Forgive but don’t forget, Pope tells war survivors

The Christians of Bosnia-Herzegovina have a duty to forgive the cruelty of the Yugoslav Civil War, but not to forget it, according to Pope Francis.

Speaking to a gathering of priests, religious, and seminarians at Sarajevo’s cathedral as part of a one-day visit to the Bosnian capital, the Pontiff laid aside his prepared text after listening to the stories of two priests and a nun who had lived through the horrors of Yugoslavia’s collapse.

“Dear sisters, dear brothers, you do not have the right to forget your own history,” he said, adding, “Not for the purpose of revenge, but rather to make peace.”

The three testimonies should be considered, according to the Holy Father, not “as something odd”, but as prisms through which ways of loving can be seen, “keeping memory alive so as to make piece”.

At the heart of the three stories, observed the Pope, was forgiveness. While some things can easily be forgiven, he said, “to forgive the one who slaps you in the face, who tortures you, who abuses you, who threatens to shoot you… this is difficult. And these three have done it, and they teach others to do it.”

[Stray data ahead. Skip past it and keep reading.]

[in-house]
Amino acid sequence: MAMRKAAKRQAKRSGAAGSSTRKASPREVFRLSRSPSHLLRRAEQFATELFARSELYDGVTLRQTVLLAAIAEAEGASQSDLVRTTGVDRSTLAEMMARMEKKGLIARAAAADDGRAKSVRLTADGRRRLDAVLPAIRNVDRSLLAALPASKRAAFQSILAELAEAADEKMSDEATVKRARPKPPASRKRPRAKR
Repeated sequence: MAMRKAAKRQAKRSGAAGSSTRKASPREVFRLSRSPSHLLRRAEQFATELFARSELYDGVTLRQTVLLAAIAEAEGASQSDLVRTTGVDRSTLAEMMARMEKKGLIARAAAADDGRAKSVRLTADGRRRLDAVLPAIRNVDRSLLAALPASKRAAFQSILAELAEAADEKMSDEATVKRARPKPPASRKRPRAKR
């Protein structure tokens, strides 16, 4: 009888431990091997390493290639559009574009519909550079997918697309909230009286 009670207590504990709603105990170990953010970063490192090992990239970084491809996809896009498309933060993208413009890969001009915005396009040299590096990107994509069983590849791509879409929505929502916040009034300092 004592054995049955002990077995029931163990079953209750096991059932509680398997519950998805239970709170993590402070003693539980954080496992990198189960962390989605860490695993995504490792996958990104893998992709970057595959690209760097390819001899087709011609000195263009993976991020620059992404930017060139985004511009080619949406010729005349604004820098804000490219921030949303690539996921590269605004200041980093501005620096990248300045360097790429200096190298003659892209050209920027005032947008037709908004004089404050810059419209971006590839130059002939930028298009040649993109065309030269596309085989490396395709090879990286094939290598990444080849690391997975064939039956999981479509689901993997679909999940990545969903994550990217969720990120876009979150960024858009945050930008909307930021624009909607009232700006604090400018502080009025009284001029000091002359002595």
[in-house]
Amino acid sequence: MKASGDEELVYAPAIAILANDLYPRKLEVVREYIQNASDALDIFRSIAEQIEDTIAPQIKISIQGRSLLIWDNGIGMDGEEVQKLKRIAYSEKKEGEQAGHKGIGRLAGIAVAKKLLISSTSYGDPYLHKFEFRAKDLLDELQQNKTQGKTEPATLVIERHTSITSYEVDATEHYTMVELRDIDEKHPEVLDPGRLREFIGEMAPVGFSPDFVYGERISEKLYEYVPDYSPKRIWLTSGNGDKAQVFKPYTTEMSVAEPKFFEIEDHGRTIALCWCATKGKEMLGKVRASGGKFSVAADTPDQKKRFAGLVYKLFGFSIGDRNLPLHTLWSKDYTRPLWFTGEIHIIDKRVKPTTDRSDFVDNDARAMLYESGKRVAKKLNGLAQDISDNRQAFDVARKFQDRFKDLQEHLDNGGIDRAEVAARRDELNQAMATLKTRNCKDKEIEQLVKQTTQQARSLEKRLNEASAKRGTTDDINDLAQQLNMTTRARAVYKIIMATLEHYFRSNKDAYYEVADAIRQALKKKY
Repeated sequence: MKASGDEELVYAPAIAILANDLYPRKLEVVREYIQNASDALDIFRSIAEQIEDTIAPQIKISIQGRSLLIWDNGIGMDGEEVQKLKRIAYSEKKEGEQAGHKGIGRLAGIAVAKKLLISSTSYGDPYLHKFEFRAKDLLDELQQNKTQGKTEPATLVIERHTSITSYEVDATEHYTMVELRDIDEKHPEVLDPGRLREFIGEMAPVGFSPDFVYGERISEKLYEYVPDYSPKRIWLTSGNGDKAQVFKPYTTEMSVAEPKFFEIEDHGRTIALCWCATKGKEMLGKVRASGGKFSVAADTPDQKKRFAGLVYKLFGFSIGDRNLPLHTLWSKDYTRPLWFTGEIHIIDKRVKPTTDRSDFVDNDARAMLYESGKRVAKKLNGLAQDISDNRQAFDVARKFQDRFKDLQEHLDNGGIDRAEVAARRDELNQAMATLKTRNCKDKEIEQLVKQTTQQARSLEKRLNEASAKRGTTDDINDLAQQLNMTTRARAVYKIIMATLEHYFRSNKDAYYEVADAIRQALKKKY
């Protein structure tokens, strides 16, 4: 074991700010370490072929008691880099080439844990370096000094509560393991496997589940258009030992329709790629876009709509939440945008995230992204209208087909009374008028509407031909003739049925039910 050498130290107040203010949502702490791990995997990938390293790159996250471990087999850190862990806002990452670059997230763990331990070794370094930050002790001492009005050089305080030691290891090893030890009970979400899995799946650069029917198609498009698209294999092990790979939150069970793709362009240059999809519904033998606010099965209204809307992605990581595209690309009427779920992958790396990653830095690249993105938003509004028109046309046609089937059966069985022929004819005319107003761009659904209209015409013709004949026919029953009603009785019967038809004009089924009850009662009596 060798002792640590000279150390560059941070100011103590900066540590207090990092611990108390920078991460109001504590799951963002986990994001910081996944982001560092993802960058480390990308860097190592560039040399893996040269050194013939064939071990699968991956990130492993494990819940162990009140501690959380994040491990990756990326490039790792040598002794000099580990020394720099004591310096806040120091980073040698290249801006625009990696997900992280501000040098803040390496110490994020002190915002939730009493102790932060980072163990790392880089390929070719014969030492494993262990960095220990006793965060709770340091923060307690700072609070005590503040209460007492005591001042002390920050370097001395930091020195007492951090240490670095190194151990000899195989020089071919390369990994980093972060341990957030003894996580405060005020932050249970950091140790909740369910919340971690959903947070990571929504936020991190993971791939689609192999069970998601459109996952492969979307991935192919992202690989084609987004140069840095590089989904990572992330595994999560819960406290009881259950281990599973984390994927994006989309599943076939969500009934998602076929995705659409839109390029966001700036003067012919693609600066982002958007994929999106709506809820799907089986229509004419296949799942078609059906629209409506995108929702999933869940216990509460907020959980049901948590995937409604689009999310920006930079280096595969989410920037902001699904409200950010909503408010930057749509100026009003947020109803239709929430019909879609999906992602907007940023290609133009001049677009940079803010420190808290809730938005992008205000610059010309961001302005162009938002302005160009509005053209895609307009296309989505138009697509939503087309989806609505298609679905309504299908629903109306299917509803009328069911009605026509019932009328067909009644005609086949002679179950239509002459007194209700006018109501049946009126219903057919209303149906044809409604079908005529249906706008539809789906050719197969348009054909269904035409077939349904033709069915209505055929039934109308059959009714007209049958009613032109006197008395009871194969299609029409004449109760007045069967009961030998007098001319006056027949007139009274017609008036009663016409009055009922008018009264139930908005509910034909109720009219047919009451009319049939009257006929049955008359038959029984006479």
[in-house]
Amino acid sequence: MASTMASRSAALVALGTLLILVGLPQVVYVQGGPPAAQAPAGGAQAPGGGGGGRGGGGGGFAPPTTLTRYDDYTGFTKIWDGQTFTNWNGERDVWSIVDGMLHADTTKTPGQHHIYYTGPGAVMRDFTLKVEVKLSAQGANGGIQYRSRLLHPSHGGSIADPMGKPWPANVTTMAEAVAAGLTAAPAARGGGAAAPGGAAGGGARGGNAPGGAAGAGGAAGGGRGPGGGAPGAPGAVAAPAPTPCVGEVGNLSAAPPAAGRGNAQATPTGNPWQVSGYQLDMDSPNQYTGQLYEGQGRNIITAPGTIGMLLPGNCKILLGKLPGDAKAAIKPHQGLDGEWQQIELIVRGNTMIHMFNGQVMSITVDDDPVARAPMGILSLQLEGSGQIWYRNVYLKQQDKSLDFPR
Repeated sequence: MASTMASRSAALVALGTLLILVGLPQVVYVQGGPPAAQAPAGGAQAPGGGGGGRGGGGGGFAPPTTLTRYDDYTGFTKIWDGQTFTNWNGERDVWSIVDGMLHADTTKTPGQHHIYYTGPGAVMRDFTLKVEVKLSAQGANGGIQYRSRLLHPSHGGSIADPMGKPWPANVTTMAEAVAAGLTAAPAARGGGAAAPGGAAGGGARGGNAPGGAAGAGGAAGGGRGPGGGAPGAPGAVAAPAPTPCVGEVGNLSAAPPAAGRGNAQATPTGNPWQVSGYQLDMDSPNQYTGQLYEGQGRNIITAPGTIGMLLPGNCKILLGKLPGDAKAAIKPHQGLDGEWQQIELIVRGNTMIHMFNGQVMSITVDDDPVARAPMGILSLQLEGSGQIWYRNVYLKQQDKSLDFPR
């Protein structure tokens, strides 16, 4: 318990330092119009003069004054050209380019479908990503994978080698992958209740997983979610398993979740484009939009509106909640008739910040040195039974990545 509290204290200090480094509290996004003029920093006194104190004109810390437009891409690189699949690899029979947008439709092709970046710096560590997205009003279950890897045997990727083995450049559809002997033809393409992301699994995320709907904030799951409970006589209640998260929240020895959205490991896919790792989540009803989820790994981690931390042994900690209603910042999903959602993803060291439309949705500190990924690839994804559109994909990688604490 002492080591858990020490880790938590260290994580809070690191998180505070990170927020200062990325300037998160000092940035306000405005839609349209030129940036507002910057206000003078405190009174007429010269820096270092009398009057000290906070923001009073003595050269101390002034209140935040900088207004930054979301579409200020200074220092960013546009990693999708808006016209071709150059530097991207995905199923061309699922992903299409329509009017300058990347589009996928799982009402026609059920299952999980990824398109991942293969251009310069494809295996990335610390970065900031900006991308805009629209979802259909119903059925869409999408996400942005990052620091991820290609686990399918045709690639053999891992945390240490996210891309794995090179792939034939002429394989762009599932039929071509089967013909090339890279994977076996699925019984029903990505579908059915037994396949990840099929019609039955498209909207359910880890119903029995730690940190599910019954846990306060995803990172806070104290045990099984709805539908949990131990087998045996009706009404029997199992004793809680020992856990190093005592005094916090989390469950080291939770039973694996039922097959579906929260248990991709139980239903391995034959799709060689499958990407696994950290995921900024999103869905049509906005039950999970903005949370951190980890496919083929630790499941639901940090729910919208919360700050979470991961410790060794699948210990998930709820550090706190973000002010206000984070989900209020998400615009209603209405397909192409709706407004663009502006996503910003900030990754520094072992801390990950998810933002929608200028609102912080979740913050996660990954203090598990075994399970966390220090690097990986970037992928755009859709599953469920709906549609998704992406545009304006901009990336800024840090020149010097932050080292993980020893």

Describing worldly priests, sisters, bishops, and seminarians as “a caricature” and “of no use to the Church”, Pope Francis pointed to the absurdity of complaining about trivial matters like toothaches, poor food, or lack of televisions, when others have lived lives in which every minute of every hour was, quite literally “torture”.

“Think of how much these persons have suffered,” he said, continuing, “think of the six litres of blood that this priest had to receive – he, the first one who spoke – in order to survive. Conform your lives worthily to the Cross of Christ.”

At a Mass for 60,000 people in the city’s Kosevo stadium, the Pope said the many wars across today’s world represent a scattered ‘Third World War’, and recalling the horrors of war, said: “Today, dear brothers and sisters, the cry of God’s people goes up once again from this city, the cry of all men and women of good will: War never again!”